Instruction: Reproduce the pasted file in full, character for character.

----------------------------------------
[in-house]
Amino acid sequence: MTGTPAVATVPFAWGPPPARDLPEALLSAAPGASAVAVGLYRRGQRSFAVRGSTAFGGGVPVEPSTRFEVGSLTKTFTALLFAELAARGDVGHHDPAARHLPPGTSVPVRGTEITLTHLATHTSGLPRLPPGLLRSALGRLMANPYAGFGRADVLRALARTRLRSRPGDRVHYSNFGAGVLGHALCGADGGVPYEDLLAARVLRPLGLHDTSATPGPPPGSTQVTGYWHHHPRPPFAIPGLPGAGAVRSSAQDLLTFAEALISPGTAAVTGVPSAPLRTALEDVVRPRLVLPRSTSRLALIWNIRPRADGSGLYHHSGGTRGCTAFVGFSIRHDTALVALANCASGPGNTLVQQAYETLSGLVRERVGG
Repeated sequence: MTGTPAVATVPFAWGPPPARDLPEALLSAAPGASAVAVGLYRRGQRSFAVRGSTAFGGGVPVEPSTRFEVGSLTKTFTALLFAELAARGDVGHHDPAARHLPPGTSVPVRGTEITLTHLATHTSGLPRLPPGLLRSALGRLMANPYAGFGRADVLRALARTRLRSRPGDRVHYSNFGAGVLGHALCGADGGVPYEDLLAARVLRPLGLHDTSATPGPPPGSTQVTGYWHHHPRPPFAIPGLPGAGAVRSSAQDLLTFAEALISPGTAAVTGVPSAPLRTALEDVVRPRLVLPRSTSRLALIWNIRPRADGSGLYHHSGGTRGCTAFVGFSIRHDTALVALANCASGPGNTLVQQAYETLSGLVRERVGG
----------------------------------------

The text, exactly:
[in-house]
Amino acid sequence: MTGTPAVATVPFAWGPPPARDLPEALLSAAPGASAVAVGLYRRGQRSFAVRGSTAFGGGVPVEPSTRFEVGSLTKTFTALLFAELAARGDVGHHDPAARHLPPGTSVPVRGTEITLTHLATHTSGLPRLPPGLLRSALGRLMANPYAGFGRADVLRALARTRLRSRPGDRVHYSNFGAGVLGHALCGADGGVPYEDLLAARVLRPLGLHDTSATPGPPPGSTQVTGYWHHHPRPPFAIPGLPGAGAVRSSAQDLLTFAEALISPGTAAVTGVPSAPLRTALEDVVRPRLVLPRSTSRLALIWNIRPRADGSGLYHHSGGTRGCTAFVGFSIRHDTALVALANCASGPGNTLVQQAYETLSGLVRERVGG
Repeated sequence: MTGTPAVATVPFAWGPPPARDLPEALLSAAPGASAVAVGLYRRGQRSFAVRGSTAFGGGVPVEPSTRFEVGSLTKTFTALLFAELAARGDVGHHDPAARHLPPGTSVPVRGTEITLTHLATHTSGLPRLPPGLLRSALGRLMANPYAGFGRADVLRALARTRLRSRPGDRVHYSNFGAGVLGHALCGADGGVPYEDLLAARVLRPLGLHDTSATPGPPPGSTQVTGYWHHHPRPPFAIPGLPGAGAVRSSAQDLLTFAEALISPGTAAVTGVPSAPLRTALEDVVRPRLVLPRSTSRLALIWNIRPRADGSGLYHHSGGTRGCTAFVGFSIRHDTALVALANCASGPGNTLVQQAYETLSGLVRERVGG